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A Whole Lot of GOOD…The Mr. Magazine™ Interview with Max Schorr, Community Director of GOOD Magazine

October 27, 2008


GOOD is for people who give a damn. Its an entertaining magazine about things that matter.” That is the tag line that appears on every issue of GOOD magazine since its inception two years ago. Well, I have decided to talk with a person “who gives a damn and knows things that matter about GOOD.” Max Schorr, the 28-year-old C0-Founder, Publisher and now Community Director of GOOD, has seen GOOD grow from a printed magazine to a whole lot more… It is a printed magazine, a website, a weekly GOOD Sheets distributed free at Starbucks Coffee shops, a Mini GOOD magazine distributed via The New York Times, a beta new magazine GOOD Business among other things. The aforementioned communities have one thing in common: showing that people can and should give a damn. Whether it is education, politics, money, food, immigration, health GOOD has been on the forefront of the issues. Great content that is complemented by excellent design, GOOD is on a mission to change the world and Max Schorr with his co-founders and buddies of GOOD Ben Goldhirsh and Casey Caplowe is ready to do that.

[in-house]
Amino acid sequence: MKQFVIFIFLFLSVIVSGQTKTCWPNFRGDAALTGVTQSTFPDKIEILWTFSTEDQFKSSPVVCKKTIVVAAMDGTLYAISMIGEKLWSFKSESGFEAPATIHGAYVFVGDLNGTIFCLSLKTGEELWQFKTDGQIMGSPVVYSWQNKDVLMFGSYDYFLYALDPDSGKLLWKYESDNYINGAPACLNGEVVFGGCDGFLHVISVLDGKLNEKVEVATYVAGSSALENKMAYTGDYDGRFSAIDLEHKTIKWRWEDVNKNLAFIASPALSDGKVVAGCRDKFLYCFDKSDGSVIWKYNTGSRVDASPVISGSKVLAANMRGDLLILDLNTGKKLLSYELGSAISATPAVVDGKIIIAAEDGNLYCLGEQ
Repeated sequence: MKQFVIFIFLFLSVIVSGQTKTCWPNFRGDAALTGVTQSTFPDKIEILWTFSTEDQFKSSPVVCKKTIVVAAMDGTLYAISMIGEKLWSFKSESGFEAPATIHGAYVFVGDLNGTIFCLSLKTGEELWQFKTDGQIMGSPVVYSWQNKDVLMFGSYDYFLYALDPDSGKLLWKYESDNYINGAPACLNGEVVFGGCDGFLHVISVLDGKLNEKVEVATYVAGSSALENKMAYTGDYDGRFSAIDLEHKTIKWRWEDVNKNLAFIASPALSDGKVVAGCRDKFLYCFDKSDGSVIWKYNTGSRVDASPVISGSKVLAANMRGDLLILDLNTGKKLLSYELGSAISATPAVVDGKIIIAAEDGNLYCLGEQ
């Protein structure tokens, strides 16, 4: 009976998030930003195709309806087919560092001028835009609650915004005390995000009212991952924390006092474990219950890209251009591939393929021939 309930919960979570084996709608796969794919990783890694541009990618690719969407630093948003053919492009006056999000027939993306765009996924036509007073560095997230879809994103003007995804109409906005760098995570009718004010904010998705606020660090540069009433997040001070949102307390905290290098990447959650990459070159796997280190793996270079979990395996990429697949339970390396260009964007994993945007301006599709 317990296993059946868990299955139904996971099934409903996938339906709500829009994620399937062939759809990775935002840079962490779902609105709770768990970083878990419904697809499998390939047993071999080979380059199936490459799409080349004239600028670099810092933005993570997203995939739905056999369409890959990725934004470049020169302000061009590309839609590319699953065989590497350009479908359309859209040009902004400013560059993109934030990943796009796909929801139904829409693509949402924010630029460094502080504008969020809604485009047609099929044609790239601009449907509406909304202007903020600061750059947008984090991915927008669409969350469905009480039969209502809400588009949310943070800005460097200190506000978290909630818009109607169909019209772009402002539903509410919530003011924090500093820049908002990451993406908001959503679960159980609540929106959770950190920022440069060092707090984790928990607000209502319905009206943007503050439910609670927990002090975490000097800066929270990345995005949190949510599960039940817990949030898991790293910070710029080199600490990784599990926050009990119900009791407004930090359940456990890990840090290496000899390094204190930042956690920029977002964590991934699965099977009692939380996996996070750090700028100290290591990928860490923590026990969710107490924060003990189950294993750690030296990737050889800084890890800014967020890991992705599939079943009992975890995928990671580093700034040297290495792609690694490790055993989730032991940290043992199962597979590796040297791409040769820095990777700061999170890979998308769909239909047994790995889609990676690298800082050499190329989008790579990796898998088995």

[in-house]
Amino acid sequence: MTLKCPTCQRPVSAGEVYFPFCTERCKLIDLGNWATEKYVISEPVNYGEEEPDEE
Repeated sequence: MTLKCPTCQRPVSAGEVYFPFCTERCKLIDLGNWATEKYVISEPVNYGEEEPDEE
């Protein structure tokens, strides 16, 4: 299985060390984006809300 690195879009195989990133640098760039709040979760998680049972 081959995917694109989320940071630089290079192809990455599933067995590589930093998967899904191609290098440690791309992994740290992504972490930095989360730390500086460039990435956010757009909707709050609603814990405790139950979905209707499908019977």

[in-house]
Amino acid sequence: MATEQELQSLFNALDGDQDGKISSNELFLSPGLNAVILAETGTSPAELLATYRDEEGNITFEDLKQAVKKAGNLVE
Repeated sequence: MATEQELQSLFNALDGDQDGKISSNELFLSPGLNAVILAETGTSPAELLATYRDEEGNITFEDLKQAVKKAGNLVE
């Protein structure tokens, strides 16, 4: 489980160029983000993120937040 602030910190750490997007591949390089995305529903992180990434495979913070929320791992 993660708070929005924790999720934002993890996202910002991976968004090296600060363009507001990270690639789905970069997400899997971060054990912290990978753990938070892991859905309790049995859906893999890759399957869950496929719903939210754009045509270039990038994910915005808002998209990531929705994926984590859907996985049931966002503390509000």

I asked Max what is GOOD?

Good is a BIG idea that we became so inspired that we felt like we needed to create a platform for it and the first platform was in print. We now see Good as a collaboration of the people, businesses and non-profits pushing the world forward. We really think there is an exciting cultural moment, kind of what Wired was for technology. We see ourselves filling that role for social engagement. Whether it is an individual or a business looking to align their self-interest with a broader interest, it is just such an exciting moment. A lot is changing, but we think that this idea is really coming to the forefront, so we want to be both entertaining and relevant. We want to be both pragmatic and idealistic. We want to be local, but also global, and we want to be fun and serious and always keep a sense of humor, even when we deal with serious topics. That is a brief overview of Good.